It seems incredible now that it was only in 1998 that it was conclusively proven that the podocyte plays a vital role in the prevention of albuminuria. At that time mutations in NPHS1, encoding nephrin, were found in 49 patients from Finland with congenital nephrotic syndrome. Up to that point, the podocyte was thought to play a secondary role in the glomerular filtration barrier. Since then, multiple mutations in different podocyte proteins have been identified in association with proteinuria. The table below (taken from a recent Nature Reviews Nephrology article) summarizes the podocyte-related genes that have been associated with albuminuria (click to enlarge).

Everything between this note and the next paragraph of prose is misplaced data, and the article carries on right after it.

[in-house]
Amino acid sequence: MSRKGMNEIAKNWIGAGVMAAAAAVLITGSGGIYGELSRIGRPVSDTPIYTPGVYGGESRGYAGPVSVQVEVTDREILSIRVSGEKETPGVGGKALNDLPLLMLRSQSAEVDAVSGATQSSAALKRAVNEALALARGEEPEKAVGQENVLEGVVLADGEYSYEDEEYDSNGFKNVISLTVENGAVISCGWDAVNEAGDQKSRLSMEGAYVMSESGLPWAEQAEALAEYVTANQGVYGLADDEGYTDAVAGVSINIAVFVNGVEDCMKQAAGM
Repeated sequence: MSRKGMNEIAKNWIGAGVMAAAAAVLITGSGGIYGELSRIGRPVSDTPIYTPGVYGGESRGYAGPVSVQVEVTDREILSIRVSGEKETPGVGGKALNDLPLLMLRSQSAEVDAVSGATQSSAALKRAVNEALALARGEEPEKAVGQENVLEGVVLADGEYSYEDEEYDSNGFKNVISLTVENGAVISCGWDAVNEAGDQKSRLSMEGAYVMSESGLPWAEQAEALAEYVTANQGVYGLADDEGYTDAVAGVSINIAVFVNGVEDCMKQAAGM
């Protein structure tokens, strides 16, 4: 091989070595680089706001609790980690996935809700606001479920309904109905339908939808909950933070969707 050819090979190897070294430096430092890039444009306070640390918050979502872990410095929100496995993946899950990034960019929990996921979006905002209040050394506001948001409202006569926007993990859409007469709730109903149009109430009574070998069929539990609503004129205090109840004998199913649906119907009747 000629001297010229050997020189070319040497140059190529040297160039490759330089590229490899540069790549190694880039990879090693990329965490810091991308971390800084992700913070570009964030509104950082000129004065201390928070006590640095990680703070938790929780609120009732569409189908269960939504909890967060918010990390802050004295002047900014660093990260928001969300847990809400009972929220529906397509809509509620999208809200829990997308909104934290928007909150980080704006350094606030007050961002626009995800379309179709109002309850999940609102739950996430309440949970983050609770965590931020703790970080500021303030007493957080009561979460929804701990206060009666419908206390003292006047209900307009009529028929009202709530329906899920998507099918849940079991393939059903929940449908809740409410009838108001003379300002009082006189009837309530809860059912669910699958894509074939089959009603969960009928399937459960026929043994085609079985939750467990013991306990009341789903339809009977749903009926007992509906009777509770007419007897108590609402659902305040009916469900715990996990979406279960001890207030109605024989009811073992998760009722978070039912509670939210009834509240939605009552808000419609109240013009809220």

Orthodoxies continue to be challenged – the old model of podocytes that are fixed in place is being replaced by one where podocytes are constantly moving, being shed and replaced. The video below is from a remarkable paper where the authors have used GFP to visualize podocytes in mouse glomeruli. The pulsatile nature of glomerular contractions is notable and fascinating.